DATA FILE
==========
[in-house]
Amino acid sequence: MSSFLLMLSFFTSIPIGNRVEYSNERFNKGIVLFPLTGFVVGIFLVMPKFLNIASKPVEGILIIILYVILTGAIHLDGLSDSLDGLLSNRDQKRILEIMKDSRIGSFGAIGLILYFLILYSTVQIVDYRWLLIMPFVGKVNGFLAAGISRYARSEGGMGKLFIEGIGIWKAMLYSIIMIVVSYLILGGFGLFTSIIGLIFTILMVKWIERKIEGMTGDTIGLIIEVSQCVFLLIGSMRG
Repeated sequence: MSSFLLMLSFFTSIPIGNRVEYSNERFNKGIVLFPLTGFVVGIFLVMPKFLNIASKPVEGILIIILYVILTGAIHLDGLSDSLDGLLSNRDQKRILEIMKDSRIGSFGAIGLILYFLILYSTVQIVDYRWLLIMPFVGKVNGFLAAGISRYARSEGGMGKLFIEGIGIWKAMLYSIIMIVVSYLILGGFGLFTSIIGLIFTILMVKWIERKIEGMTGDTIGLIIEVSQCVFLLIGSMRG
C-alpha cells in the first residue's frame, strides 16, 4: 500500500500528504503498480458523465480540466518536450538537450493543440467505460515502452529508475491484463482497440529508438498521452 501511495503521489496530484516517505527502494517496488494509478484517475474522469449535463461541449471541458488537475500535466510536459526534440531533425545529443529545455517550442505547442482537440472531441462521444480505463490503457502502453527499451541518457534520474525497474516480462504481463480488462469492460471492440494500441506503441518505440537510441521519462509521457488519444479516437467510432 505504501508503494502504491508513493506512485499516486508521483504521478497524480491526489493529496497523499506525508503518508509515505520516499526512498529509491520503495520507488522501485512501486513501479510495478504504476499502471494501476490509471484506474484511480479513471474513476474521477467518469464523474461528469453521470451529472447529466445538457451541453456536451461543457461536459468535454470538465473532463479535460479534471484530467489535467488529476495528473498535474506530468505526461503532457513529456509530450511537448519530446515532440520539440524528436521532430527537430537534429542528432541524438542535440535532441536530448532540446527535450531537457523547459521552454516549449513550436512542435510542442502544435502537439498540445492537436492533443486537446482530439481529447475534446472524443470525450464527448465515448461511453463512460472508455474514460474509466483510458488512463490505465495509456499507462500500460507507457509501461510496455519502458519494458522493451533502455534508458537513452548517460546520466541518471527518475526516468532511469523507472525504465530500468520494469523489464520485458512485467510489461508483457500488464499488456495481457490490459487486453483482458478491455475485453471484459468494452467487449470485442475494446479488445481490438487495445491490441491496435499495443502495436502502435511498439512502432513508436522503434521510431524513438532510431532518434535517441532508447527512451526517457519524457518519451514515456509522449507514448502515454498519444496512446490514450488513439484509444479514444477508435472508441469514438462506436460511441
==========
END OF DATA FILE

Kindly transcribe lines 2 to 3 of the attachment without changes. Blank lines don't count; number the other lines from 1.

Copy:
Amino acid sequence: MSSFLLMLSFFTSIPIGNRVEYSNERFNKGIVLFPLTGFVVGIFLVMPKFLNIASKPVEGILIIILYVILTGAIHLDGLSDSLDGLLSNRDQKRILEIMKDSRIGSFGAIGLILYFLILYSTVQIVDYRWLLIMPFVGKVNGFLAAGISRYARSEGGMGKLFIEGIGIWKAMLYSIIMIVVSYLILGGFGLFTSIIGLIFTILMVKWIERKIEGMTGDTIGLIIEVSQCVFLLIGSMRG
Repeated sequence: MSSFLLMLSFFTSIPIGNRVEYSNERFNKGIVLFPLTGFVVGIFLVMPKFLNIASKPVEGILIIILYVILTGAIHLDGLSDSLDGLLSNRDQKRILEIMKDSRIGSFGAIGLILYFLILYSTVQIVDYRWLLIMPFVGKVNGFLAAGISRYARSEGGMGKLFIEGIGIWKAMLYSIIMIVVSYLILGGFGLFTSIIGLIFTILMVKWIERKIEGMTGDTIGLIIEVSQCVFLLIGSMRG